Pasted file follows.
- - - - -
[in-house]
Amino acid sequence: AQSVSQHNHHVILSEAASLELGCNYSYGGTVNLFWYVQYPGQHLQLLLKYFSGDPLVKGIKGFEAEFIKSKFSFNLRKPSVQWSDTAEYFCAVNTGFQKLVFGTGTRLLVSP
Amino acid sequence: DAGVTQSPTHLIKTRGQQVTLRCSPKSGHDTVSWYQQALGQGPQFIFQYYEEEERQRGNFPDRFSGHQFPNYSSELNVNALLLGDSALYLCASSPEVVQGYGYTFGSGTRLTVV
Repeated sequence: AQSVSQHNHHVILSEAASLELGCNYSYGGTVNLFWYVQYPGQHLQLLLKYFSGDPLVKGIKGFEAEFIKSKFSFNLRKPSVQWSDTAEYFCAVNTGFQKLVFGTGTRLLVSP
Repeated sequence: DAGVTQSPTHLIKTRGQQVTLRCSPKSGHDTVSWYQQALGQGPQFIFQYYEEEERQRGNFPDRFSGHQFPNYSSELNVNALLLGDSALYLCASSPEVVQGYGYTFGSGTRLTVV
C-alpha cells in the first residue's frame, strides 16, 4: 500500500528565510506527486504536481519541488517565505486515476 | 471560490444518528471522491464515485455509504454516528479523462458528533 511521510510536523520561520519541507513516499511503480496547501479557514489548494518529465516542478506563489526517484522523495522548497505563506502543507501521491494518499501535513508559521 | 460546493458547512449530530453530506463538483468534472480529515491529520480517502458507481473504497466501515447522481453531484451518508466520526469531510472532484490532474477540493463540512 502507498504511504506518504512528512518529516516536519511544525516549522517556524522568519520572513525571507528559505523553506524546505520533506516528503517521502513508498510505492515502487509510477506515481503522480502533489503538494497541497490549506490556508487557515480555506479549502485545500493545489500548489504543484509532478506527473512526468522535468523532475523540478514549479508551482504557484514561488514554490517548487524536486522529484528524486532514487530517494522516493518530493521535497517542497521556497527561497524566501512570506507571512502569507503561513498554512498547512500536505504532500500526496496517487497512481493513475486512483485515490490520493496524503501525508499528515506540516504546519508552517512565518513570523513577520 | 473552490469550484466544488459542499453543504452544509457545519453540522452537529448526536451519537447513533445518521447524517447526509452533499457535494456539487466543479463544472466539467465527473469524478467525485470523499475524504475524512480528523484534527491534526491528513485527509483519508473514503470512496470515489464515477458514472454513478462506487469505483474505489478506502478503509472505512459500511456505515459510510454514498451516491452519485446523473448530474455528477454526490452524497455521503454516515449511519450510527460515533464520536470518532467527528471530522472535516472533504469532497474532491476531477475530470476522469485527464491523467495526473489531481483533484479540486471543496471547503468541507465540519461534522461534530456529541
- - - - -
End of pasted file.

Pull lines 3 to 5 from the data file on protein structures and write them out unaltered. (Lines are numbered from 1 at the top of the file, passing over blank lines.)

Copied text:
Amino acid sequence: DAGVTQSPTHLIKTRGQQVTLRCSPKSGHDTVSWYQQALGQGPQFIFQYYEEEERQRGNFPDRFSGHQFPNYSSELNVNALLLGDSALYLCASSPEVVQGYGYTFGSGTRLTVV
Repeated sequence: AQSVSQHNHHVILSEAASLELGCNYSYGGTVNLFWYVQYPGQHLQLLLKYFSGDPLVKGIKGFEAEFIKSKFSFNLRKPSVQWSDTAEYFCAVNTGFQKLVFGTGTRLLVSP
Repeated sequence: DAGVTQSPTHLIKTRGQQVTLRCSPKSGHDTVSWYQQALGQGPQFIFQYYEEEERQRGNFPDRFSGHQFPNYSSELNVNALLLGDSALYLCASSPEVVQGYGYTFGSGTRLTVV